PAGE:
37. learnedthehardway*

    I worked for a company once that wouldn’t promote people UNLESS they had said they were leaving. They were very surprised when I actually left, instead of trying to leverage a promotion. I’d already decided that an organization where you had to give ultimatums to get career growth was not really my cup of tea.

  38. Sans Serif*

    What is it with employers that think that employees are supposed to issue ultimatums to get any policy changed? They actually admit that if she had threatened to quit, they would have changed their minds. Is this how you treat a valued employee? Most people can’t afford to risk losing a job by issuing an ultimatum.

  39. LivetoRead*

    I am happy for this great outcome. I have to say that I don’t think it is fair for administration to expect an employee to give an ultimatum. In many organizations, that would create a bad situation if the admin didn’t agree to your ultimatum and could lead to negative consequences.

  40. Talula Does The Hula From Hawaii*

    “The dean of faculty said that she wished I had given the administration an ultimatum so that they could have found a compromise”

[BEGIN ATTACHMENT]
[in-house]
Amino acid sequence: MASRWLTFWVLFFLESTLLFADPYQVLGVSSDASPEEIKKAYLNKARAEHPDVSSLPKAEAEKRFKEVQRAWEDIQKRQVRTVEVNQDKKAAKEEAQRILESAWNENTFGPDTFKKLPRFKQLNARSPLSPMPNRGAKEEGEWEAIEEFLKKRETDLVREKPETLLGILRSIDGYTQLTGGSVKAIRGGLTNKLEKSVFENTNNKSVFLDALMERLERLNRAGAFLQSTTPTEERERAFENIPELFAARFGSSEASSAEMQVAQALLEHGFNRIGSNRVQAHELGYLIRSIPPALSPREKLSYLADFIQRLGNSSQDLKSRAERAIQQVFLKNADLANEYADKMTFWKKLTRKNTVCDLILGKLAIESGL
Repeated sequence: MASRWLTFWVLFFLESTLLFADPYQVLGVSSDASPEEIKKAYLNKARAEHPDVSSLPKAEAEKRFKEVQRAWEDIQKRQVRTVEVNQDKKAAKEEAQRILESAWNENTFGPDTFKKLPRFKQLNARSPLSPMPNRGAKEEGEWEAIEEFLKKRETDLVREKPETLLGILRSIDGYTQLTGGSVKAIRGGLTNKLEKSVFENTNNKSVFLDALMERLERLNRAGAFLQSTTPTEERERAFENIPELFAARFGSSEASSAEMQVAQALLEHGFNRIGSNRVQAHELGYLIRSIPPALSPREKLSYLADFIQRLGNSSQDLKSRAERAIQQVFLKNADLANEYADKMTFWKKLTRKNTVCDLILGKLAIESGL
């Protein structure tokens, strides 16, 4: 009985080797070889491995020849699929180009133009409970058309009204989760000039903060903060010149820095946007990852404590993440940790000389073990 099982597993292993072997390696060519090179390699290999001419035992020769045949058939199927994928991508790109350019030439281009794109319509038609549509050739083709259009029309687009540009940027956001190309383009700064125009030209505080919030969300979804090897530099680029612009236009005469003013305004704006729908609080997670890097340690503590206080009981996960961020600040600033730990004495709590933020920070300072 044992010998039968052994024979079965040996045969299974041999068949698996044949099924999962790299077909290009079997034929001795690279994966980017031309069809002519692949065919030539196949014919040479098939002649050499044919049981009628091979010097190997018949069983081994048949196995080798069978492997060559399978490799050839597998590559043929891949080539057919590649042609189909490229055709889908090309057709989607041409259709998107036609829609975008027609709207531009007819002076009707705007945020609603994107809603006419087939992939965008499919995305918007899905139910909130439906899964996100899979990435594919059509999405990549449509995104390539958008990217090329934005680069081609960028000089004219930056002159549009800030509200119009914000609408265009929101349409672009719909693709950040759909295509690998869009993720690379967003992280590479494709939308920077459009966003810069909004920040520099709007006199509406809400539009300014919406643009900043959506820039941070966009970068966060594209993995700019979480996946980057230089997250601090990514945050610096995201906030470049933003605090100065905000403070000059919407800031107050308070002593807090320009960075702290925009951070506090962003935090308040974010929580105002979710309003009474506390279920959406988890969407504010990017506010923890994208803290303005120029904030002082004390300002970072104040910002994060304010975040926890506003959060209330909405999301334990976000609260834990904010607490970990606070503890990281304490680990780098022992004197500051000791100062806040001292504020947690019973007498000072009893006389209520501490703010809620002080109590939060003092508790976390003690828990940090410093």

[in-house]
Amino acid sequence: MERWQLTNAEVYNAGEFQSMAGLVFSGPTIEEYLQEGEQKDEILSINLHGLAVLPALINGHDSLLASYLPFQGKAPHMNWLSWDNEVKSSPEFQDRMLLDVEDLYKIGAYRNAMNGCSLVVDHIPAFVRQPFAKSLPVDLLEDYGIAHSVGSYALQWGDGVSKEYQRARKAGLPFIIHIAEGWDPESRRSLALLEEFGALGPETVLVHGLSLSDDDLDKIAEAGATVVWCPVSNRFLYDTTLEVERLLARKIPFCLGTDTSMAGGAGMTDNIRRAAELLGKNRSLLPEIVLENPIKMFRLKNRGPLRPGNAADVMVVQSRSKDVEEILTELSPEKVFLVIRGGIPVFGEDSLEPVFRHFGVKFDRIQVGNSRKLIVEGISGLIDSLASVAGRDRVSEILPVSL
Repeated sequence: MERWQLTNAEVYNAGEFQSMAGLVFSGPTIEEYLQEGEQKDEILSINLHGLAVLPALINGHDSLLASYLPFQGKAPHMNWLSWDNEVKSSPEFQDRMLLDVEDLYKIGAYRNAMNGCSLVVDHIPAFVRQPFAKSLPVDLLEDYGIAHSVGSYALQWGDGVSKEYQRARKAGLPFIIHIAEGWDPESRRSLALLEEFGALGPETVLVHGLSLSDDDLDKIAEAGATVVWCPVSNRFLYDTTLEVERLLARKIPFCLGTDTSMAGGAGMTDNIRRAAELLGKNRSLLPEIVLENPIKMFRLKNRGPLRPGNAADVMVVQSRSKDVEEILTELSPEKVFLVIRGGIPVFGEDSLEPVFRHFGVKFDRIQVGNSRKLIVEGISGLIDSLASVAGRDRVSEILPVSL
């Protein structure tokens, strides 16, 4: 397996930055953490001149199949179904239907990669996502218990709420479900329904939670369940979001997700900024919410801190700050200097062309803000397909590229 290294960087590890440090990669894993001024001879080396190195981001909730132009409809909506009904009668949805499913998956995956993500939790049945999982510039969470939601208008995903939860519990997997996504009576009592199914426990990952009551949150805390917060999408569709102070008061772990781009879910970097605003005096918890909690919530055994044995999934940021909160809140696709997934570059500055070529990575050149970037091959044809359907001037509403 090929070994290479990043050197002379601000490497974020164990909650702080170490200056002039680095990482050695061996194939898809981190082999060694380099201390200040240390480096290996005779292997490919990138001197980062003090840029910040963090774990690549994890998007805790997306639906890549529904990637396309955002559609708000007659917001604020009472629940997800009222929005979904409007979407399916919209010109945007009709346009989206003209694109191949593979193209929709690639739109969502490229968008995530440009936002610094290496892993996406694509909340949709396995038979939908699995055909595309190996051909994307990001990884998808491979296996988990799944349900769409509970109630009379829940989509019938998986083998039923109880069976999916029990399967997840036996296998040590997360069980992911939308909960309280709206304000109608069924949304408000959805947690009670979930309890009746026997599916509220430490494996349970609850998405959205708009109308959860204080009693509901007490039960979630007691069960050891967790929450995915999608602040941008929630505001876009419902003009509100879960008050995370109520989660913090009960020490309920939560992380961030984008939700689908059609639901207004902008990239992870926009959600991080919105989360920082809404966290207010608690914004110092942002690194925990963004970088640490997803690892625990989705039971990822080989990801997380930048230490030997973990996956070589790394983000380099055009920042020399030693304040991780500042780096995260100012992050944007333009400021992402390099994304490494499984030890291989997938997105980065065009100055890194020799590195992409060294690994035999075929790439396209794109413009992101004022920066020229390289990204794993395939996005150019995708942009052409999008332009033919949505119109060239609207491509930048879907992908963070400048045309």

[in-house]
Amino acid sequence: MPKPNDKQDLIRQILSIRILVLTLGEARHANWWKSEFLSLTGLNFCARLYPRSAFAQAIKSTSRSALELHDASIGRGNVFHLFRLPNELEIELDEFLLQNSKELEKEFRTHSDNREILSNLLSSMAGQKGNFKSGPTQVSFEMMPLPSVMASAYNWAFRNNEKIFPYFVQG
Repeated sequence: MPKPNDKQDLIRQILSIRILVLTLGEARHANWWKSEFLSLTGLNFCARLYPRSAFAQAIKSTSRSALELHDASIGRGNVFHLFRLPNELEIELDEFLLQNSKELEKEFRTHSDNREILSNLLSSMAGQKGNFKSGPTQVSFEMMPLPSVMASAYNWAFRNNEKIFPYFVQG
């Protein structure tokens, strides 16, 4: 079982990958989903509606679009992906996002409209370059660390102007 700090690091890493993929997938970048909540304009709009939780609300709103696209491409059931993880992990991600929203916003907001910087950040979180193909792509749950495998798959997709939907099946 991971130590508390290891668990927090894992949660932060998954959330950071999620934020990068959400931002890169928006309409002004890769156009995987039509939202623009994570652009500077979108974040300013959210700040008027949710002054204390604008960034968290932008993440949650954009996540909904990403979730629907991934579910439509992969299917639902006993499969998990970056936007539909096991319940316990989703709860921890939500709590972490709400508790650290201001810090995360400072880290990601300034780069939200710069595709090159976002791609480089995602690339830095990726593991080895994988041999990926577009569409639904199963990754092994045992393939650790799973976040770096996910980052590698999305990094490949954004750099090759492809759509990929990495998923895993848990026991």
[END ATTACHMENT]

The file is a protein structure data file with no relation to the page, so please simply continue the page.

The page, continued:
When employees give major ultimatums employers usually fire them. If they wanted to keep you they have to be proactive in keeping you happy. They are blaming you for not threatening them, thats not how things work.
    They may have some internal formula of treat people badly until they fight back but you have no way of knowing this and its an incredibly stupid strategy.

    If they want to keep good talent they have to treat employees well and not blame them for not knowing the management’s ridiculous secret playbook. So you did the right thing, you had no way to know they are that they wanted you to attack them in order to get common courtesy.

    1. Kevin Sours*

      Eh. Usually is a bit of an exaggeration. There is a right way to do it and it can be very effective. But it’s a very real possibility. Any time you say “do this or I walk” you absolutely have to be at peace with either outcome. Which means that it may very well be better to just walk because you have more control over the timing.

      1. Fashion*

        Exactly – you can’t give an ultimatum if you can’t afford one of the outcomes and most people can’t afford to leave their job with nothing else lined up. And if you have something else lined up, generally you’ve already made a commitment to go and it’s pretty bad practice to use a new job you’ve already accepted as leverage.

        LW did the smartest thing – take the jobs’ word for it that it wasn’t going to change, and apply for other jobs so there is something else lined up.

  41. frozen*

    I am so glad that you got an awesome new job, LW! I wish you and your partner the very best. And I’m so excited for you that you got such an awesome pay rise, too!

    Bosses like those at your old job never fail to baffle me, including what looks like a disconnect or miscommunication between the administration and the teaching faculty staff (who actually know what is going on).